(ORDO NEWS) — Successfully achieving nuclear fusion promises to provide a limitless, sustainable source of clean energy, but we can only realize this incredible dream if we can master the complex physics that goes on inside a reactor.
For decades, scientists have taken incremental steps towards this goal, but many problems remain. One of the major hurdles is successfully managing unstable and superheated plasma in a reactor, but the new approach shows how we can do it.
In a collaborative effort between EPFL’s Swiss Plasma Center (SPC) and artificial intelligence (AI) research company DeepMind, scientists have used a deep learning (RL) system to study the behavior and control of plasma inside a fusion tokamak, a device that uses a series of magnetic coils placed around the reactor to control and manipulate the plasma inside it.
This is not an easy balance, as the coils require a huge number of fine voltage adjustments, up to thousands of times per second, to successfully hold the plasma in magnetic fields.
Thus, to maintain nuclear fusion reactions, which involve maintaining a stable plasma temperature of hundreds of millions of degrees Celsius, hotter than even the core of the Sun, complex multilayer systems are needed to control the coils.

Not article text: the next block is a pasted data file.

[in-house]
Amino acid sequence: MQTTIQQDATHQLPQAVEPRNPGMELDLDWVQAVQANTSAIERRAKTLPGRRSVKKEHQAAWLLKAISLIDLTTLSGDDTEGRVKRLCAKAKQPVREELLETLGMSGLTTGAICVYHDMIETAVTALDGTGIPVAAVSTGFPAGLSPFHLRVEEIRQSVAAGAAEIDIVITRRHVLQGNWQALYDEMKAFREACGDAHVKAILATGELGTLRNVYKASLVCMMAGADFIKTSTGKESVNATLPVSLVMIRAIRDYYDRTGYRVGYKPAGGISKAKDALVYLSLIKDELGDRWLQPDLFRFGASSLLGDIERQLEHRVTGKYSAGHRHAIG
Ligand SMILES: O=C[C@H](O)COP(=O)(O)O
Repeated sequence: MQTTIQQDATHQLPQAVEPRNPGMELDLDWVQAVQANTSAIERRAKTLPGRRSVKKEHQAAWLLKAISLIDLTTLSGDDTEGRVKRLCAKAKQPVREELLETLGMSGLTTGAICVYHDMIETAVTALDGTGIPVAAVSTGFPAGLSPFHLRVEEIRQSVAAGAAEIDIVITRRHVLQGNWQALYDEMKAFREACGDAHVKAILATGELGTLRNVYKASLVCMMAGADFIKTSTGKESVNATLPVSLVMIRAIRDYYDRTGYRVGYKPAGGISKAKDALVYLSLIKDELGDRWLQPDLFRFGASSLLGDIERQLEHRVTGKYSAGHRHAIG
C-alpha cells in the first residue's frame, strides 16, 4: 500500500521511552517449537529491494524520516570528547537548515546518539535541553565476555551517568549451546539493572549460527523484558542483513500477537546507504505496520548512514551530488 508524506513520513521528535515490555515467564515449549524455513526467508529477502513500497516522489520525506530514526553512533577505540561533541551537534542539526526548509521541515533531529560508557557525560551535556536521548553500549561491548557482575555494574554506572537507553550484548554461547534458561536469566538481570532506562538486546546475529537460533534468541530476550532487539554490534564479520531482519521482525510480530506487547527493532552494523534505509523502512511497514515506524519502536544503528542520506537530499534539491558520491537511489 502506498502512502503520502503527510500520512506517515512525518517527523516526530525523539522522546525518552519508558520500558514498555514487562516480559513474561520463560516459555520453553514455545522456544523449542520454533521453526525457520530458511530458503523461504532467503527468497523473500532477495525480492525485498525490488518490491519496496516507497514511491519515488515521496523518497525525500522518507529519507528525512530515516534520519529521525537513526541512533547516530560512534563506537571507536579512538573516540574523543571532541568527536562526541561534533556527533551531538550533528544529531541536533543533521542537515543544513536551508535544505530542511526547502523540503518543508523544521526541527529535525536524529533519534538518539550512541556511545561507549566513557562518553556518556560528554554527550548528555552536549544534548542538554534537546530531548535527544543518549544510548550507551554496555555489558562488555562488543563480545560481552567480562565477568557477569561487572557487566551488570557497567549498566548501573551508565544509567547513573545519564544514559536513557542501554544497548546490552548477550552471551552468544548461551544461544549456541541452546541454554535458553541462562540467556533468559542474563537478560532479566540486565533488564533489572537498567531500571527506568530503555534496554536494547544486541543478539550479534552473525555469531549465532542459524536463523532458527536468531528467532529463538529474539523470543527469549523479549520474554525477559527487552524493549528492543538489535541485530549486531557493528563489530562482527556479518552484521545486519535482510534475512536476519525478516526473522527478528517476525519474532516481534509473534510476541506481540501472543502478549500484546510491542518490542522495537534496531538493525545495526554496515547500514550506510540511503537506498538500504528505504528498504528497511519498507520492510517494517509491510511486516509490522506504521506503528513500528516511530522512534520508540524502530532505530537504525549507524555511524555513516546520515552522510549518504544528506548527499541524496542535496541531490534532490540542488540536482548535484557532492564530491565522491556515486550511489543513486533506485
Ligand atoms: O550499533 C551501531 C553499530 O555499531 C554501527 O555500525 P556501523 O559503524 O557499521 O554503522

However, in a new study, the researchers show that the AI system can control the execution of the task itself.
“Using a learning architecture that combines deep learning and a simulated environment, we have created controllers that can maintain plasma stability and be used to precisely shape it into various shapes,” the team explains on the DeepMind blog.
The researchers trained their AI system on a tokamak simulator, in which the system discovered through trial and error how to deal with the complexities of plasma magnetic confinement.
After its training window, the AI moved to the next level – applying in the real world what it learned in the simulator.
By controlling the Variable Configuration SPC (TCV) tokamak, the AI transformed the plasma into various forms inside the reactor, including one never seen before in a TCV: stabilizing “blobs” in which two plasmas coexisted simultaneously inside the reactor.
In addition to the usual shapes, the AI can also create advanced configurations, giving the plasma “negative triangle” and “snowflake” shapes.
Each of these manifestations has a different potential to harvest energy in the future if we can sustain fusion reactions.
According to the researchers, the magnetic prowess of these plasma formations represents “one of the most complex real-world systems to which reinforcement learning has been applied” and could set a radical new direction in the development of real tokamaks.
Contact us: [email protected]